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ParaGlider gets tangled in wires above busy Vernon street.

Updated: Jun 20, 2023


UPDATE: Motorized Paraglider Makes Emergency Landing, Gets Caught on Cable and Telephone Lines, Pilot Uninjured.

On June 2, at approximately 7:40 p.m., a motorized paraglider experienced an emergency landing and became entangled in a set of cable and telephone lines.

Upon arrival, Vernon Fire Rescue discovered a person stuck about 20 feet off the ground on a fan-powered paraglider.


To carry out the rescue, firefighters utilized two fire engines. One of the engines was parked beneath the wires to decrease the distance between the wires and the ground. The pilot and his machine were then safely removed from the wires using the bucket of a ladder truck.


Deputy Chief Alan Hofsink of Vernon Fire Rescue stated,


"It appears the paraglider ran out of fuel, and the operator had to make an emergency landing. The patient was assessed on-site by paramedics, and no injuries were reported. We are proud of the quick and resourceful work of our crew in completing this rescue, and we are grateful that everyone remained unharmed."


The Royal Canadian Mounted Police (RCMP), BC Ambulance Service, and BC Hydro also responded to the scene. Fortunately, there were no power lines involved in the incident, ensuring the pilot's safety.


ParaGlider gets tangled in wires above Busy Vernon Street
ParaGlider gets tangled in wires above Busy Vernon Street

Original Story:

Just before 8 pm Friday, what appears to be a paramotor aircraft, was reported to be entangled in wires above busy Hwy 97 (AKA 32nd street thru Vernon) just north of 43rd Avenue.

A paramotor is a powered version of a paraglider, typically carrying one or two occupants.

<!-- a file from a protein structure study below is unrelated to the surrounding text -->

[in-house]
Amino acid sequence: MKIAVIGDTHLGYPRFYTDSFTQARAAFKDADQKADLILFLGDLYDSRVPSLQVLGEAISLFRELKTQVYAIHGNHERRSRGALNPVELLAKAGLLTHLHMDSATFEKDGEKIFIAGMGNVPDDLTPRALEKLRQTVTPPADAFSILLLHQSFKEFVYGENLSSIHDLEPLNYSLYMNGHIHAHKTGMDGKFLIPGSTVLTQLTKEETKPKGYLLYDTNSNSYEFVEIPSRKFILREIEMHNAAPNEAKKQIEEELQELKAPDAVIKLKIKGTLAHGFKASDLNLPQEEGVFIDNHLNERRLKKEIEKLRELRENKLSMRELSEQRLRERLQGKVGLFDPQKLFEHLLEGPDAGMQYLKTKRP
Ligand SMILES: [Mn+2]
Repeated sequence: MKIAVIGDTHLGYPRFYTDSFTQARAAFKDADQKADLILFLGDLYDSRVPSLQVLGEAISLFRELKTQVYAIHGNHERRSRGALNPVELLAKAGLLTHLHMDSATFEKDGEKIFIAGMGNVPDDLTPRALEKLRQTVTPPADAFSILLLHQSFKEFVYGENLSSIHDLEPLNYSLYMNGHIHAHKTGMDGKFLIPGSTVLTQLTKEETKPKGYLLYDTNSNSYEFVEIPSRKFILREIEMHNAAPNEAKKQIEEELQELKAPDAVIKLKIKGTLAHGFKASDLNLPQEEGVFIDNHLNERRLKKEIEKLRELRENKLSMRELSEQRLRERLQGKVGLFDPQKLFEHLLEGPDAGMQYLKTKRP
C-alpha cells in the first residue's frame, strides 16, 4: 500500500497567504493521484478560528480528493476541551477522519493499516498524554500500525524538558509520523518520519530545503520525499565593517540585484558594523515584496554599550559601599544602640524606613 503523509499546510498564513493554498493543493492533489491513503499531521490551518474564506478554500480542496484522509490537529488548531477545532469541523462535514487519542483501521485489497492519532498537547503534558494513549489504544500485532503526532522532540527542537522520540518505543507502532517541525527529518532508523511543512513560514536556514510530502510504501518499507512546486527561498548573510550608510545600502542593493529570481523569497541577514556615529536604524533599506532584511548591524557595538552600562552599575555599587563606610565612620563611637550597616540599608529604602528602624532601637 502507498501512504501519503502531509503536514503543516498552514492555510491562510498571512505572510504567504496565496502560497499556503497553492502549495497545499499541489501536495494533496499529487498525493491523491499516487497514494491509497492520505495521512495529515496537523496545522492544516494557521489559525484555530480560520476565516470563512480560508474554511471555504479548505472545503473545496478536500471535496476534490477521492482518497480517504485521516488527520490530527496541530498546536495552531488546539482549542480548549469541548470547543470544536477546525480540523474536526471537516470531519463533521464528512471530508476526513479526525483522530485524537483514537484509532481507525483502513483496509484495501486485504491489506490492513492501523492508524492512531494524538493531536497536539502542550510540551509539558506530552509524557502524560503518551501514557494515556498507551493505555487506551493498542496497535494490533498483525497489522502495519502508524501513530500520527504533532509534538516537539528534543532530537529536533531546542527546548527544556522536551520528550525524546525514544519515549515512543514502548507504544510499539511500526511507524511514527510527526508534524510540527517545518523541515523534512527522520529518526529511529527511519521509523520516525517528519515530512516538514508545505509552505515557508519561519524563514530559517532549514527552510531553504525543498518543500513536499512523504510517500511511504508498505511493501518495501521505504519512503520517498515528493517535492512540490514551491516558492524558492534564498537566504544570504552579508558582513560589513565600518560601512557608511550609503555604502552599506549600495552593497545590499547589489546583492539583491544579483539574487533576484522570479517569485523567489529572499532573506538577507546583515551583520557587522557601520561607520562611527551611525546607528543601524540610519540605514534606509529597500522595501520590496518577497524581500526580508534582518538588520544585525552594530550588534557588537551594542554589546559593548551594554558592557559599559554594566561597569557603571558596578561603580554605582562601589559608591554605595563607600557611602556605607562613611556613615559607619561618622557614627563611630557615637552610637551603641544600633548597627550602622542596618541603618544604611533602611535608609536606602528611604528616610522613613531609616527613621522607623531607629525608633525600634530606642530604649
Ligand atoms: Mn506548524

Unidentified person stands next to BC Ambulance at Incident.
Unidentified person stands next to BC Ambulance at Incident.

There is no explanation for how the paramotor and pilot got tangled in the wires.


No information regarding injuries or if the pilot had any passengers.


At least one person was transported to Vernon Jubilee Hospital by ambulance.


Vernon Fire Rescue had the machine out of the wires and on the ground in less than half an hour.


Paramotors are not uncommon over Vernon, sometimes performing maneuvers that look unplanned from the ground. This video was captured over Vernon last summer.

To obtain a paramotoring license in Canada a pilot must pass both written and supervised tests.


These include:

- Basic paramotor training

- A student-pilot permit

- Submit a self-declared medical certificate.


The student permit is valid for 2 years. During that time at least 5 hours of flight time, including 30 takeoffs and landings must be performed under the supervision of a qualified instructor.


To obtain a full "parachute only" license the student must pass an 80-question written exam that tests knowledge of air law, aerodynamics, meteorology, and emergency procedures.



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